4.2 Evaluating on Downstream Tasks
Next we evaluate the impact of our learned VisualEchoes representation on all the three downstream tasks introduced in Sec. 3.4.
4.2.1 Monocular depth prediction:
Table 2(a) shows the results.333We evaluate on NYU-V2, the most widely used dataset for the task of single view depth prediction and surface normal estimation. The authors’s code [36, 33] is tailored to this dataset. All methods use the same settings as , where they evaluate and report results on the NYU-V2 dataset. We use the authors’ publicly available code444https://github.com/JunjH/Revisiting_Single_Depth_Estimation and use ResNet-50 as the encoder. See Supp. for details. With this apples-to-apples comparison, the difference in performance can be attributed to whether/how the encoder is pre-trained. Note that although our VisualEchoes features are learned from Replica, they transfer reasonably well to NYU-V2, outperforming models trained from scratch by a large margin. They also compare favorably to supervised models trained with heavy supervision.
4.2.2 Surface normal estimation:
Table 2(b) shows the results. We follow the same setting as  and we use the authors’ publicly available code555https://github.com/facebookresearch/fair_self_supervision_benchmark. Our model performs much better even compared to the ImageNet-supervised pre-trained model, demonstrating that our interaction-based feature learning framework via echoes makes the learned features more useful for 3D geometric tasks.
Table 2(c) shows the results. By pre-training the visual network, VisualEchoes equips the embodied agents with a better sense of room geometry and allows them to learn faster (see Supp. for training curves). Notably, the agent also ends much closer to the goal. We suspect it can better gauge the distance because of our VisualEchoes pre-training. Models pre-trained for classification on MIT Indoor Scene perform more poorly than Scratch; again, this suggests features useful for recognition may not be optimal for a spatial task like point goal navigation.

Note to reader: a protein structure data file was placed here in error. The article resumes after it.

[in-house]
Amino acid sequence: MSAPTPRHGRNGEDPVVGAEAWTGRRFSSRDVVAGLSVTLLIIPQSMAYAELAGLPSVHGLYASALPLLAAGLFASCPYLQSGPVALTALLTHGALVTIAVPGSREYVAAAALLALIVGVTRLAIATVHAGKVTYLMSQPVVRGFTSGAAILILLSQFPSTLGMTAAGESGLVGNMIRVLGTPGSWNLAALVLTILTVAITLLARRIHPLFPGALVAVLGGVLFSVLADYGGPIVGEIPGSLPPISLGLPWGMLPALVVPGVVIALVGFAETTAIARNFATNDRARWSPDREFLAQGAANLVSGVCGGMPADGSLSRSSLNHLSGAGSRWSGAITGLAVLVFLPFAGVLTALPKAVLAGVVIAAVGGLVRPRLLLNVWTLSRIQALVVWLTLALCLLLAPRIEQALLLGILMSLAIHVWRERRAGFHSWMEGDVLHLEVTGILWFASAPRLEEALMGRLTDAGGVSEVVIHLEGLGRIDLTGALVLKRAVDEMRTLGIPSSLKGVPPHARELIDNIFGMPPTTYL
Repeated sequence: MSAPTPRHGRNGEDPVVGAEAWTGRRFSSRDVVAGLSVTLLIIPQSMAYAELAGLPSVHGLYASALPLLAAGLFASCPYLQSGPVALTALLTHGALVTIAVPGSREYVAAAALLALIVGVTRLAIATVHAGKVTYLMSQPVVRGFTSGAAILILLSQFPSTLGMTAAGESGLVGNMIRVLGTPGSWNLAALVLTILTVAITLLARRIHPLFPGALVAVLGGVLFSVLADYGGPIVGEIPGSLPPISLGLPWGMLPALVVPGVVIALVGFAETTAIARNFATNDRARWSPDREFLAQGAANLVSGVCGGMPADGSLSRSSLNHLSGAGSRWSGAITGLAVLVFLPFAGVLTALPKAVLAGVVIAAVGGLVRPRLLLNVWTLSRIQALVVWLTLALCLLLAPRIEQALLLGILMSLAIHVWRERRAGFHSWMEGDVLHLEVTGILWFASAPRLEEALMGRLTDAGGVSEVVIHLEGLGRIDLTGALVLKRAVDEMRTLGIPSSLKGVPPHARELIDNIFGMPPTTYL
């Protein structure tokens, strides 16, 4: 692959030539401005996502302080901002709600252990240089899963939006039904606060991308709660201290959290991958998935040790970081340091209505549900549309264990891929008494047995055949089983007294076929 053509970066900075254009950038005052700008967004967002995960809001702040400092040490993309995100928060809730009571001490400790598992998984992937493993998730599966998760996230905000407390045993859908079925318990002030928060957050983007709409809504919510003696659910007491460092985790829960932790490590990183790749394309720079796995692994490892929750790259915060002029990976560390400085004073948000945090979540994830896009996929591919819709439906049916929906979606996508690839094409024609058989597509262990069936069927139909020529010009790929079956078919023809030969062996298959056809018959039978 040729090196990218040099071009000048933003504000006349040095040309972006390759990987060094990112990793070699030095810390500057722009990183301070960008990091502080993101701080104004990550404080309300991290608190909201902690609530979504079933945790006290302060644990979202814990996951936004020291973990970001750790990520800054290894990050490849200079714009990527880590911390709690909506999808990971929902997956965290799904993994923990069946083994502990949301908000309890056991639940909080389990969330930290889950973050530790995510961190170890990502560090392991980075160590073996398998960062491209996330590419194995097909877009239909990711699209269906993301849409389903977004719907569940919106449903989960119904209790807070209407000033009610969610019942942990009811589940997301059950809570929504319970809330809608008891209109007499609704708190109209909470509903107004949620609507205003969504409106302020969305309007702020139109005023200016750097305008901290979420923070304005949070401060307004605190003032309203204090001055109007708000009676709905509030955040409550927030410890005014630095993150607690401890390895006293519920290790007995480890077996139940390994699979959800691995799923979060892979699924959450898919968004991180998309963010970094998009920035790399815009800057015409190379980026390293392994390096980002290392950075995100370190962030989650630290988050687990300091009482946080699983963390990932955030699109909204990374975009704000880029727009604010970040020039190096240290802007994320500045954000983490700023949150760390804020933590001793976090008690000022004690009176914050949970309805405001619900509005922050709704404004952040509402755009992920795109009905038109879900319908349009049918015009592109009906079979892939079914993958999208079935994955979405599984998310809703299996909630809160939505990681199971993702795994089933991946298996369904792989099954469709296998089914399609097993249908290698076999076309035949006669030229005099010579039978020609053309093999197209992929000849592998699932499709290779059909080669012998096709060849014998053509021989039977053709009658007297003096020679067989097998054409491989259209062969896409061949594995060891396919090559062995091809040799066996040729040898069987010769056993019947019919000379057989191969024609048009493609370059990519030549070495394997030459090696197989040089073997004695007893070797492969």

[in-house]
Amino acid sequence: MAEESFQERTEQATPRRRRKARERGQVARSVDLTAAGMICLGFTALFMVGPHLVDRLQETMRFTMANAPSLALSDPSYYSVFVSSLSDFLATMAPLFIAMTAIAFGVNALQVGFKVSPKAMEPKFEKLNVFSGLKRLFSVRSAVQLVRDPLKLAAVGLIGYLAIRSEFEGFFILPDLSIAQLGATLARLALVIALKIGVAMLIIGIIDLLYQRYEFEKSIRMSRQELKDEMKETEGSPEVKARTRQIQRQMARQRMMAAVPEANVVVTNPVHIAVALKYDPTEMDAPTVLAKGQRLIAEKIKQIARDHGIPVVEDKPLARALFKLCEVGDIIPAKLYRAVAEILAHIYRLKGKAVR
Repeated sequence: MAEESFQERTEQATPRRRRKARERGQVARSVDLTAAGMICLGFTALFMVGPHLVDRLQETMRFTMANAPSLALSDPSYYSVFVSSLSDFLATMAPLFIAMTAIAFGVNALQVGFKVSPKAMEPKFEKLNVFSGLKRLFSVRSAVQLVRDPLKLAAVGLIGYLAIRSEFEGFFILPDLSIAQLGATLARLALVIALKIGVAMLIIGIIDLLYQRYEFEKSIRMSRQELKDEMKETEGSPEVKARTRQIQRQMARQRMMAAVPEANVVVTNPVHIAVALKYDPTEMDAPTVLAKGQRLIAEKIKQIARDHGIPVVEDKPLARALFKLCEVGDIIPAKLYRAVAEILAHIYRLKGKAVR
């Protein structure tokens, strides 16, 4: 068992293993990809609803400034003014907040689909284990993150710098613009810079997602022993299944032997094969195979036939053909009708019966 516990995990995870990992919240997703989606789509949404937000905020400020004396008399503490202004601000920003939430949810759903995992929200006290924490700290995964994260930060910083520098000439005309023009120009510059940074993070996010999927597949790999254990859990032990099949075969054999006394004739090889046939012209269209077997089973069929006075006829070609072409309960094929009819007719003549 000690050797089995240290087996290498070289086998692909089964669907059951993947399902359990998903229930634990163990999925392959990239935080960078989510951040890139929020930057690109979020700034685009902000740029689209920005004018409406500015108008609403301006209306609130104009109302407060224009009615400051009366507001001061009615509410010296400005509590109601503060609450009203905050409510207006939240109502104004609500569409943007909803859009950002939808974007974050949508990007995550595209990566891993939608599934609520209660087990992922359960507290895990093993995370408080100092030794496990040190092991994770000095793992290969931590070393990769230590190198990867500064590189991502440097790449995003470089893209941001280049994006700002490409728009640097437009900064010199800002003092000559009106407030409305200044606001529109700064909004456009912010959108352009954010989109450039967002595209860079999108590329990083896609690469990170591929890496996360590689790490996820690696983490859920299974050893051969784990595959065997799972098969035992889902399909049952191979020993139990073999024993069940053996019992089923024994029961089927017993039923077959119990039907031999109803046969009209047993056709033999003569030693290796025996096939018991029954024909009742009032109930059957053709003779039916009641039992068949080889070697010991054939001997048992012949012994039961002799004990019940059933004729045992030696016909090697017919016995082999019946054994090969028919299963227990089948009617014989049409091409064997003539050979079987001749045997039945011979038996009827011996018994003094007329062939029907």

This series of results on three tasks consistently shows the promise of our VisualEchoes features. We see that learning from echoes translates into a strengthened visual encoding. Importantly, while it is always an option to train multiple representations entirely from scratch to support each given task, our results are encouraging since they show the same fundamental interaction-based pre-training is versatile across multiple tasks.
4.3 Qualitative Results
Next, we show some qualitative results for the downstream tasks described in the last section. Fig. 6 and Fig. 7 show example results on monocular depth prediction and surface normal estimation, respectively. Using our pre-trained VisualEchoes network as initialization leads to much more accurate depth prediction and surface normal estimation results compared to no pre-training, demonstrating the usefulness of the learned spatial features. Fig. 8 shows example navigation trajectories on top-down maps. Our visual-echo consistency pre-training task allows the agent to better interpret the room’s spatial layout to find the goal more quickly than the baselines.
5 Conclusions and Future Work
We presented an approach to learn spatial image representations via echolocation. We performed an in-depth study on the spatial cues contained in echoes and how it can inform single-view depth estimation. We showed that the learned spatial features can benefit three downstream vision tasks. Our work opens a new path for interaction-based representation learning for embodied agents and demonstrates the potential of learning spatial visual representations even with a limited amount of multisensory data.
While our current implementation learns from audio rendered in a simulator, the simulation reproduces all of the major features of the room impulse response: direct sound, early specular/diffuse reflections, reverberation, binaural spatialization, and frequency dependent effects from materials and air absorption. Our results also show that the learned spatial features already benefit transfer to vision-only tasks in real photos outside of the scanned environments (e.g., the NYU-V2  and DIODE  datasets), indicating the realism of what our system learned. Nonetheless, it will be interesting future work to capture the echoes on a real robot. We are also interested in pursuing these ideas within a sequential model, such that the agent could actively decide when to emit chirps and what type of chirps to emit to get the most informative echo responses.